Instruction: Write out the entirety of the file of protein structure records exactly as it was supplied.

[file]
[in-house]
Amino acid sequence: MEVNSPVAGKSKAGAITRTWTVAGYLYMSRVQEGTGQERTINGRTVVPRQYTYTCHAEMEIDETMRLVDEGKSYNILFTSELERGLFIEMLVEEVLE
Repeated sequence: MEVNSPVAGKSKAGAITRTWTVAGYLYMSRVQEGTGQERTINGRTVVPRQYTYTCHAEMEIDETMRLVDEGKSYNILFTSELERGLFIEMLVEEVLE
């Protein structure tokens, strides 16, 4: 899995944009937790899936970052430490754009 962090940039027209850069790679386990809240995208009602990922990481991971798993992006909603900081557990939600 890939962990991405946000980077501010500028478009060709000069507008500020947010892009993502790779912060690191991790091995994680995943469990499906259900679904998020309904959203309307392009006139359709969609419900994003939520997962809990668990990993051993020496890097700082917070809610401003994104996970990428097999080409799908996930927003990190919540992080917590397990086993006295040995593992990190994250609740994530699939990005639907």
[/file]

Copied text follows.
[in-house]
Amino acid sequence: MEVNSPVAGKSKAGAITRTWTVAGYLYMSRVQEGTGQERTINGRTVVPRQYTYTCHAEMEIDETMRLVDEGKSYNILFTSELERGLFIEMLVEEVLE
Repeated sequence: MEVNSPVAGKSKAGAITRTWTVAGYLYMSRVQEGTGQERTINGRTVVPRQYTYTCHAEMEIDETMRLVDEGKSYNILFTSELERGLFIEMLVEEVLE
């Protein structure tokens, strides 16, 4: 899995944009937790899936970052430490754009 962090940039027209850069790679386990809240995208009602990922990481991971798993992006909603900081557990939600 890939962990991405946000980077501010500028478009060709000069507008500020947010892009993502790779912060690191991790091995994680995943469990499906259900679904998020309904959203309307392009006139359709969609419900994003939520997962809990668990990993051993020496890097700082917070809610401003994104996970990428097999080409799908996930927003990190919540992080917590397990086993006295040995593992990190994250609740994530699939990005639907």